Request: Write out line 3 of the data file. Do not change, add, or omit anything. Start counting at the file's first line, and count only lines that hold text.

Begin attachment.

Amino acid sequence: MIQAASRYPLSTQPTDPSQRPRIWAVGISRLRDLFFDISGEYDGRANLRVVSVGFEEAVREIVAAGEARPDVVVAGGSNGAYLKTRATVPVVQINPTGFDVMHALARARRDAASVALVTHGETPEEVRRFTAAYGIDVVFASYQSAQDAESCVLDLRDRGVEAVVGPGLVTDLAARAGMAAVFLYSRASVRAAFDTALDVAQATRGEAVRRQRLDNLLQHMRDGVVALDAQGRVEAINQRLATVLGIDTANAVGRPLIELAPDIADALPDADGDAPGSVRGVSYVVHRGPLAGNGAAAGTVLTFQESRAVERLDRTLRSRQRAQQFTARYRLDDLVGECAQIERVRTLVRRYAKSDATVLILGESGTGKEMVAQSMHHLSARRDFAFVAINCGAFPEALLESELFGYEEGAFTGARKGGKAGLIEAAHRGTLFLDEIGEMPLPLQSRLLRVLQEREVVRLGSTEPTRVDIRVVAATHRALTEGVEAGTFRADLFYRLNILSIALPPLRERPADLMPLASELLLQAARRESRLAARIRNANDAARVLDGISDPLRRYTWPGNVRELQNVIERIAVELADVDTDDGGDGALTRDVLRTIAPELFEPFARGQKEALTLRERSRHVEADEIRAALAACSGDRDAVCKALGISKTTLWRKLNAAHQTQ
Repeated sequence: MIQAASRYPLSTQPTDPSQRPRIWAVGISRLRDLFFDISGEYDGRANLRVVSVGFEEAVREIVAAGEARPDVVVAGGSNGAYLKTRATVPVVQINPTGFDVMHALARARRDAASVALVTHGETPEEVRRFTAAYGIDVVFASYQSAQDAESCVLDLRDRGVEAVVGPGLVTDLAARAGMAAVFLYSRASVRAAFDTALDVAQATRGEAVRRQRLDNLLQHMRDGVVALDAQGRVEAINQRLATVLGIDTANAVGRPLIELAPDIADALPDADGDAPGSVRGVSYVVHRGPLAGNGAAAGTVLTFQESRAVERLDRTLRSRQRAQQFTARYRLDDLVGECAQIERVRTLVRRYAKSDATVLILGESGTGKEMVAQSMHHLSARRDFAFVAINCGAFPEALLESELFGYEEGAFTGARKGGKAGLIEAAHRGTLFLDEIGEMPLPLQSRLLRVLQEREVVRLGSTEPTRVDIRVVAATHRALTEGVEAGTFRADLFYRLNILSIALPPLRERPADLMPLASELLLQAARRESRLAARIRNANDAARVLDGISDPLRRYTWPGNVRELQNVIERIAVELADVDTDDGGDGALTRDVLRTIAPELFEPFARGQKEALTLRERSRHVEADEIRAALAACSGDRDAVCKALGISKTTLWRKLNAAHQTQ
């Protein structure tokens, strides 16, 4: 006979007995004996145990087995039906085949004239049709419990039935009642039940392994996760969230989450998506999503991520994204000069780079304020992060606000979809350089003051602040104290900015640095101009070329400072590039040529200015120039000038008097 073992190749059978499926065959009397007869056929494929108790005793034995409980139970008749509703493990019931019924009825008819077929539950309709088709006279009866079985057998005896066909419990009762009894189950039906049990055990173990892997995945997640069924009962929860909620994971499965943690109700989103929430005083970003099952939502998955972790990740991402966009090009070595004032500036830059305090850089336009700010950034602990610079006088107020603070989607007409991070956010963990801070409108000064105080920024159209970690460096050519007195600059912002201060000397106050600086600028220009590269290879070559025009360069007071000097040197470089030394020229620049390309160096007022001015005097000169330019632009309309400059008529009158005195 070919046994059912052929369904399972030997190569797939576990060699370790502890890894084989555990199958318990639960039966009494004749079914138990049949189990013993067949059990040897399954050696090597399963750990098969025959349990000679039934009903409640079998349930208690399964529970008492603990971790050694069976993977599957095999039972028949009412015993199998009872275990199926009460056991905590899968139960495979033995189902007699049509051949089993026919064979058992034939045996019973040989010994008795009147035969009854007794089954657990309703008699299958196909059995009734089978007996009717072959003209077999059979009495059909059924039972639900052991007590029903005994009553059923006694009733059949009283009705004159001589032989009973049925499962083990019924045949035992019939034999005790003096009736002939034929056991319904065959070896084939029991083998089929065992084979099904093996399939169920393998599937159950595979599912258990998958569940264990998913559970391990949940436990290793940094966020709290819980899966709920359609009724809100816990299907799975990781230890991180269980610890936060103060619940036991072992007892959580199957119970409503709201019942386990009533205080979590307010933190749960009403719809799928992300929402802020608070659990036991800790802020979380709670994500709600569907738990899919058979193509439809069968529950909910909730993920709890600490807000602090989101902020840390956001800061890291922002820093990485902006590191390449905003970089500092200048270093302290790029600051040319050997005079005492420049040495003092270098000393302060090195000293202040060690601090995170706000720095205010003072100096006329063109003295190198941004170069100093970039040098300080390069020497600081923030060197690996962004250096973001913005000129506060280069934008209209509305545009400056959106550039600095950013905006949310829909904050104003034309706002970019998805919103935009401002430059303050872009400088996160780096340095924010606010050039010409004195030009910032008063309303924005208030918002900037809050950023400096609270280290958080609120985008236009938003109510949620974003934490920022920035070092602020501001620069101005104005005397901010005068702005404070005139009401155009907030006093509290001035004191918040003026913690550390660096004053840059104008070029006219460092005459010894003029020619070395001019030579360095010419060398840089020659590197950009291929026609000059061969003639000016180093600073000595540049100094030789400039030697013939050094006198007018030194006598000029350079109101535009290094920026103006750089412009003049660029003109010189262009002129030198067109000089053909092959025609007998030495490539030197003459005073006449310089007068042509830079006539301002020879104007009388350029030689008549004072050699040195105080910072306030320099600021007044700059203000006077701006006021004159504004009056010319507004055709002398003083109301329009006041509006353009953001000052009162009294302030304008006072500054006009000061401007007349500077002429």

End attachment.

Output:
């Protein structure tokens, strides 16, 4: 006979007995004996145990087995039906085949004239049709419990039935009642039940392994996760969230989450998506999503991520994204000069780079304020992060606000979809350089003051602040104290900015640095101009070329400072590039040529200015120039000038008097 073992190749059978499926065959009397007869056929494929108790005793034995409980139970008749509703493990019931019924009825008819077929539950309709088709006279009866079985057998005896066909419990009762009894189950039906049990055990173990892997995945997640069924009962929860909620994971499965943690109700989103929430005083970003099952939502998955972790990740991402966009090009070595004032500036830059305090850089336009700010950034602990610079006088107020603070989607007409991070956010963990801070409108000064105080920024159209970690460096050519007195600059912002201060000397106050600086600028220009590269290879070559025009360069007071000097040197470089030394020229620049390309160096007022001015005097000169330019632009309309400059008529009158005195 070919046994059912052929369904399972030997190569797939576990060699370790502890890894084989555990199958318990639960039966009494004749079914138990049949189990013993067949059990040897399954050696090597399963750990098969025959349990000679039934009903409640079998349930208690399964529970008492603990971790050694069976993977599957095999039972028949009412015993199998009872275990199926009460056991905590899968139960495979033995189902007699049509051949089993026919064979058992034939045996019973040989010994008795009147035969009854007794089954657990309703008699299958196909059995009734089978007996009717072959003209077999059979009495059909059924039972639900052991007590029903005994009553059923006694009733059949009283009705004159001589032989009973049925499962083990019924045949035992019939034999005790003096009736002939034929056991319904065959070896084939029991083998089929065992084979099904093996399939169920393998599937159950595979599912258990998958569940264990998913559970391990949940436990290793940094966020709290819980899966709920359609009724809100816990299907799975990781230890991180269980610890936060103060619940036991072992007892959580199957119970409503709201019942386990009533205080979590307010933190749960009403719809799928992300929402802020608070659990036991800790802020979380709670994500709600569907738990899919058979193509439809069968529950909910909730993920709890600490807000602090989101902020840390956001800061890291922002820093990485902006590191390449905003970089500092200048270093302290790029600051040319050997005079005492420049040495003092270098000393302060090195000293202040060690601090995170706000720095205010003072100096006329063109003295190198941004170069100093970039040098300080390069020497600081923030060197690996962004250096973001913005000129506060280069934008209209509305545009400056959106550039600095950013905006949310829909904050104003034309706002970019998805919103935009401002430059303050872009400088996160780096340095924010606010050039010409004195030009910032008063309303924005208030918002900037809050950023400096609270280290958080609120985008236009938003109510949620974003934490920022920035070092602020501001620069101005104005005397901010005068702005404070005139009401155009907030006093509290001035004191918040003026913690550390660096004053840059104008070029006219460092005459010894003029020619070395001019030579360095010419060398840089020659590197950009291929026609000059061969003639000016180093600073000595540049100094030789400039030697013939050094006198007018030194006598000029350079109101535009290094920026103006750089412009003049660029003109010189262009002129030198067109000089053909092959025609007998030495490539030197003459005073006449310089007068042509830079006539301002020879104007009388350029030689008549004072050699040195105080910072306030320099600021007044700059203000006077701006006021004159504004009056010319507004055709002398003083109301329009006041509006353009953001000052009162009294302030304008006072500054006009000061401007007349500077002429």